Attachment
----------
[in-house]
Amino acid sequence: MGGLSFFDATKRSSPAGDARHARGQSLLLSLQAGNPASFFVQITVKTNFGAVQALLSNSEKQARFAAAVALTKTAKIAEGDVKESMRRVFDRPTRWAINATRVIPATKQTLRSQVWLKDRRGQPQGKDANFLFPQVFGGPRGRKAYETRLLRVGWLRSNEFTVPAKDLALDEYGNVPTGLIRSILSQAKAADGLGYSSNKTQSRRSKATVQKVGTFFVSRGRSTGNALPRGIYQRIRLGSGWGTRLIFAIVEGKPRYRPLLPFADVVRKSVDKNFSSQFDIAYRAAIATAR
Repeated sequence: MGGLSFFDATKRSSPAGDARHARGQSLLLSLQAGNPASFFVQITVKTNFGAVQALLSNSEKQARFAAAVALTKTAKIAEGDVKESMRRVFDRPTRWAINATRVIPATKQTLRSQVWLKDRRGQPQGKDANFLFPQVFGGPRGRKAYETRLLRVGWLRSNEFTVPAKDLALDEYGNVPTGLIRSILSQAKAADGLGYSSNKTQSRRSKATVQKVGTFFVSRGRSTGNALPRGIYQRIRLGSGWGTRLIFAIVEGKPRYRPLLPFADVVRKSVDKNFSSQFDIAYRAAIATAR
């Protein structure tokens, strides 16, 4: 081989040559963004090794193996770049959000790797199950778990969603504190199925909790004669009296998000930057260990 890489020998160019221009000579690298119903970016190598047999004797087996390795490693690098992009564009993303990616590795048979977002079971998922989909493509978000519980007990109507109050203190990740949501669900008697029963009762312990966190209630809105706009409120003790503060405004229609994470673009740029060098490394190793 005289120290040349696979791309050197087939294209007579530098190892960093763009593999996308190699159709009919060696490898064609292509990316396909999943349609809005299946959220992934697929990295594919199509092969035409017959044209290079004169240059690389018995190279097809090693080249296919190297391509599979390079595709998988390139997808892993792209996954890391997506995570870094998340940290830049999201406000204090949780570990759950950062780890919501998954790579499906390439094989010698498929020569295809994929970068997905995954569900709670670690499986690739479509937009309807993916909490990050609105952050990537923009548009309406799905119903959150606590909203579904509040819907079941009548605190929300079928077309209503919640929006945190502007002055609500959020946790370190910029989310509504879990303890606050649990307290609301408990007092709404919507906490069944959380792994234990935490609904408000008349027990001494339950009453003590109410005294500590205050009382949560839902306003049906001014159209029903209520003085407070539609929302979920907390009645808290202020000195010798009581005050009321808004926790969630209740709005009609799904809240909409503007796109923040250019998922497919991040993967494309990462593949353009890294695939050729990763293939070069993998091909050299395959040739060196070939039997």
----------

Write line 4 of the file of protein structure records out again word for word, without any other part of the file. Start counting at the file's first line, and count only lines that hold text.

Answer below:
């Protein structure tokens, strides 16, 4: 081989040559963004090794193996770049959000790797199950778990969603504190199925909790004669009296998000930057260990 890489020998160019221009000579690298119903970016190598047999004797087996390795490693690098992009564009993303990616590795048979977002079971998922989909493509978000519980007990109507109050203190990740949501669900008697029963009762312990966190209630809105706009409120003790503060405004229609994470673009740029060098490394190793 005289120290040349696979791309050197087939294209007579530098190892960093763009593999996308190699159709009919060696490898064609292509990316396909999943349609809005299946959220992934697929990295594919199509092969035409017959044209290079004169240059690389018995190279097809090693080249296919190297391509599979390079595709998988390139997808892993792209996954890391997506995570870094998340940290830049999201406000204090949780570990759950950062780890919501998954790579499906390439094989010698498929020569295809994929970068997905995954569900709670670690499986690739479509937009309807993916909490990050609105952050990537923009548009309406799905119903959150606590909203579904509040819907079941009548605190929300079928077309209503919640929006945190502007002055609500959020946790370190910029989310509504879990303890606050649990307290609301408990007092709404919507906490069944959380792994234990935490609904408000008349027990001494339950009453003590109410005294500590205050009382949560839902306003049906001014159209029903209520003085407070539609929302979920907390009645808290202020000195010798009581005050009321808004926790969630209740709005009609799904809240909409503007796109923040250019998922497919991040993967494309990462593949353009890294695939050729990763293939070069993998091909050299395959040739060196070939039997």